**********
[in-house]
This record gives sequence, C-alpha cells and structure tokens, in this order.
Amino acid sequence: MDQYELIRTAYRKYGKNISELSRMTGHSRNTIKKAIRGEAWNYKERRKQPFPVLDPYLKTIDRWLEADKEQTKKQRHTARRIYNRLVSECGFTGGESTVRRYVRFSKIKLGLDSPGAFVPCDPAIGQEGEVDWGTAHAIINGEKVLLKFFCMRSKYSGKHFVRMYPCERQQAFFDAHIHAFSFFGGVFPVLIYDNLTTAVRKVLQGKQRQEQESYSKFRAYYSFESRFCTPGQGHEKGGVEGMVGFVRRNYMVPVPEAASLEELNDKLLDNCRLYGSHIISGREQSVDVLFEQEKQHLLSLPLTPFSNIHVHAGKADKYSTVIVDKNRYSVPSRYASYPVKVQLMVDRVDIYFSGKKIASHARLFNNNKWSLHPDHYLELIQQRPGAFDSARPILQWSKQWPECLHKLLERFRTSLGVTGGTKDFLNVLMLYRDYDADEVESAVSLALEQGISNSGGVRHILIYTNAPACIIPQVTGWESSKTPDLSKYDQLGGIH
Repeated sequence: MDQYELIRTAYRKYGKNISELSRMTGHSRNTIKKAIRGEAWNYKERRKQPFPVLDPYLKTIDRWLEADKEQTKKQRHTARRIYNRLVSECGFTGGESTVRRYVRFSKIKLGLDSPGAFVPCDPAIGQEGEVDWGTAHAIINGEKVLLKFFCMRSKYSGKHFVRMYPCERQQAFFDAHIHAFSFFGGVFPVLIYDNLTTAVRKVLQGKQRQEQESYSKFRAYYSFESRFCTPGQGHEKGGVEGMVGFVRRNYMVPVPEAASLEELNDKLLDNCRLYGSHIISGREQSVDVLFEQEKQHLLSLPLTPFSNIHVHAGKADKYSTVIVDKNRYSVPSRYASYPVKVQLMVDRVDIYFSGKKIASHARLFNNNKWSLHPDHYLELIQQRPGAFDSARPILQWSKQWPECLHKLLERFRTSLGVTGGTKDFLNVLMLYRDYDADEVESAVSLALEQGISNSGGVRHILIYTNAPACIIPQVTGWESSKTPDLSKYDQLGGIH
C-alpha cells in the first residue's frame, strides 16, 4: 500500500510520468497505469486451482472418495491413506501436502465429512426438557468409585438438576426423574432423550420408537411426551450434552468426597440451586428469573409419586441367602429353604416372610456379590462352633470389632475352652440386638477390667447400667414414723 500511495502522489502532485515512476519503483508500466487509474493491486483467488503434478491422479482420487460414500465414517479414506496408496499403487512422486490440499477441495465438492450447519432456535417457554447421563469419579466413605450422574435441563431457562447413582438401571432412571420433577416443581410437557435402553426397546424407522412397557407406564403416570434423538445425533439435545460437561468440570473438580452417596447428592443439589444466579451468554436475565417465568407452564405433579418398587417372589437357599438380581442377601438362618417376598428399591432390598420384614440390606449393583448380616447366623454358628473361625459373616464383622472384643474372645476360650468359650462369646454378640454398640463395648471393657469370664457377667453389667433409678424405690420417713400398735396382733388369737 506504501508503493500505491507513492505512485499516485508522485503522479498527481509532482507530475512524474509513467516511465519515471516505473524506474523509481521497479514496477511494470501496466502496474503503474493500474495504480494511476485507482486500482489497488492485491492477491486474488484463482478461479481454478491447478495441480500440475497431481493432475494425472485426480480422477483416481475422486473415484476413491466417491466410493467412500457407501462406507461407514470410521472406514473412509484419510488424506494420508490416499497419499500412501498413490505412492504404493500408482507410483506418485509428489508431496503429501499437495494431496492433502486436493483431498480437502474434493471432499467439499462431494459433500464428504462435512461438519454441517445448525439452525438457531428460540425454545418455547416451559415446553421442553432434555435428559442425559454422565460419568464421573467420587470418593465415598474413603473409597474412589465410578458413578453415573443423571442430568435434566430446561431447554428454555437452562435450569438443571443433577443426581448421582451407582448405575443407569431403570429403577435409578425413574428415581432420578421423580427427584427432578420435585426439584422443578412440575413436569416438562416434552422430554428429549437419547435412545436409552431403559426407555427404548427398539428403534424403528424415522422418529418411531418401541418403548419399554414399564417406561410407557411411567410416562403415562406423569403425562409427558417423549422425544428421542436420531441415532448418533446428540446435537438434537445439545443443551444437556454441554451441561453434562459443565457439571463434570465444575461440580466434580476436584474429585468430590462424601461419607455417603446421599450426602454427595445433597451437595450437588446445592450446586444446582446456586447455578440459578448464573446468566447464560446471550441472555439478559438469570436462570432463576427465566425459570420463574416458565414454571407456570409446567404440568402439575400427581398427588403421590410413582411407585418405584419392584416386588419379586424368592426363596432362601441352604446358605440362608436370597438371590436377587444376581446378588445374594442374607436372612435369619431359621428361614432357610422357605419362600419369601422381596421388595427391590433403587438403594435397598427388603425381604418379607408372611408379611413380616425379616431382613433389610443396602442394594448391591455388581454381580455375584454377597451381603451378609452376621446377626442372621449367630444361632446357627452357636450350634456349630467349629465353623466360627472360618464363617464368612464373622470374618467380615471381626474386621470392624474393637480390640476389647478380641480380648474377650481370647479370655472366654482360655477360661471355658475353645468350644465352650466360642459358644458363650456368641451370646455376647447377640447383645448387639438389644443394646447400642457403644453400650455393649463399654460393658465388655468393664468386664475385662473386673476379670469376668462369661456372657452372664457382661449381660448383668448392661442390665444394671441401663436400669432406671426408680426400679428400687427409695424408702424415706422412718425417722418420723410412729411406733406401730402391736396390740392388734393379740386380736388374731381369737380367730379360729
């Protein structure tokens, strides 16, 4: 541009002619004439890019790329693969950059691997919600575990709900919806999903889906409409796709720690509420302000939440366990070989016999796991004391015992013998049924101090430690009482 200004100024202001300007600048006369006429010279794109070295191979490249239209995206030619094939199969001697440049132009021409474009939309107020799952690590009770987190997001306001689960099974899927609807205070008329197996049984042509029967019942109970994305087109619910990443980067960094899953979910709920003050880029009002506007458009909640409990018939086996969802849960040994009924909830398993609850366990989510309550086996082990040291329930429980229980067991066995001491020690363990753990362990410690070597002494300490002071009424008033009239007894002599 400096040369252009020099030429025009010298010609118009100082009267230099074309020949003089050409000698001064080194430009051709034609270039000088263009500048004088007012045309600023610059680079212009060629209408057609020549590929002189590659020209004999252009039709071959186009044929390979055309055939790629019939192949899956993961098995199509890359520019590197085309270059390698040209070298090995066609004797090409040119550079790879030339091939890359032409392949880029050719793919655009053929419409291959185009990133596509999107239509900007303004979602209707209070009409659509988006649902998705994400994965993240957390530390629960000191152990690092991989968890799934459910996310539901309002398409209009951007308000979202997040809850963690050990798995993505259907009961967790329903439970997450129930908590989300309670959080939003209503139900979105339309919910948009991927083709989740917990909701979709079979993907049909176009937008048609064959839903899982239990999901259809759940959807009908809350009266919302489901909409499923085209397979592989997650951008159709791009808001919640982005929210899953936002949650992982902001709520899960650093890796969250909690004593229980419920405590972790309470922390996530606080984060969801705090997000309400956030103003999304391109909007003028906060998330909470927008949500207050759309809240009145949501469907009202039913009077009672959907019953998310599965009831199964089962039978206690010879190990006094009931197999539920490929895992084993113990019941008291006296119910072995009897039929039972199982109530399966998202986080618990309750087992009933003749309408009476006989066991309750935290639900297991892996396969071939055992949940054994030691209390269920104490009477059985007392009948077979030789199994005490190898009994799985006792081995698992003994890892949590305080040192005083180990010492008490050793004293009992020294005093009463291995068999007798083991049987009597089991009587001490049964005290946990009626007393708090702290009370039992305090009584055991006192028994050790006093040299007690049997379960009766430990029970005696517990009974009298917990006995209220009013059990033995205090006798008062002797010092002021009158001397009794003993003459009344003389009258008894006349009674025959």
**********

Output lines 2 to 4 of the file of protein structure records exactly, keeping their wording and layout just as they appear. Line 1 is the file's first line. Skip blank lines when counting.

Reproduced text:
This record gives sequence, C-alpha cells and structure tokens, in this order.
Amino acid sequence: MDQYELIRTAYRKYGKNISELSRMTGHSRNTIKKAIRGEAWNYKERRKQPFPVLDPYLKTIDRWLEADKEQTKKQRHTARRIYNRLVSECGFTGGESTVRRYVRFSKIKLGLDSPGAFVPCDPAIGQEGEVDWGTAHAIINGEKVLLKFFCMRSKYSGKHFVRMYPCERQQAFFDAHIHAFSFFGGVFPVLIYDNLTTAVRKVLQGKQRQEQESYSKFRAYYSFESRFCTPGQGHEKGGVEGMVGFVRRNYMVPVPEAASLEELNDKLLDNCRLYGSHIISGREQSVDVLFEQEKQHLLSLPLTPFSNIHVHAGKADKYSTVIVDKNRYSVPSRYASYPVKVQLMVDRVDIYFSGKKIASHARLFNNNKWSLHPDHYLELIQQRPGAFDSARPILQWSKQWPECLHKLLERFRTSLGVTGGTKDFLNVLMLYRDYDADEVESAVSLALEQGISNSGGVRHILIYTNAPACIIPQVTGWESSKTPDLSKYDQLGGIH
Repeated sequence: MDQYELIRTAYRKYGKNISELSRMTGHSRNTIKKAIRGEAWNYKERRKQPFPVLDPYLKTIDRWLEADKEQTKKQRHTARRIYNRLVSECGFTGGESTVRRYVRFSKIKLGLDSPGAFVPCDPAIGQEGEVDWGTAHAIINGEKVLLKFFCMRSKYSGKHFVRMYPCERQQAFFDAHIHAFSFFGGVFPVLIYDNLTTAVRKVLQGKQRQEQESYSKFRAYYSFESRFCTPGQGHEKGGVEGMVGFVRRNYMVPVPEAASLEELNDKLLDNCRLYGSHIISGREQSVDVLFEQEKQHLLSLPLTPFSNIHVHAGKADKYSTVIVDKNRYSVPSRYASYPVKVQLMVDRVDIYFSGKKIASHARLFNNNKWSLHPDHYLELIQQRPGAFDSARPILQWSKQWPECLHKLLERFRTSLGVTGGTKDFLNVLMLYRDYDADEVESAVSLALEQGISNSGGVRHILIYTNAPACIIPQVTGWESSKTPDLSKYDQLGGIH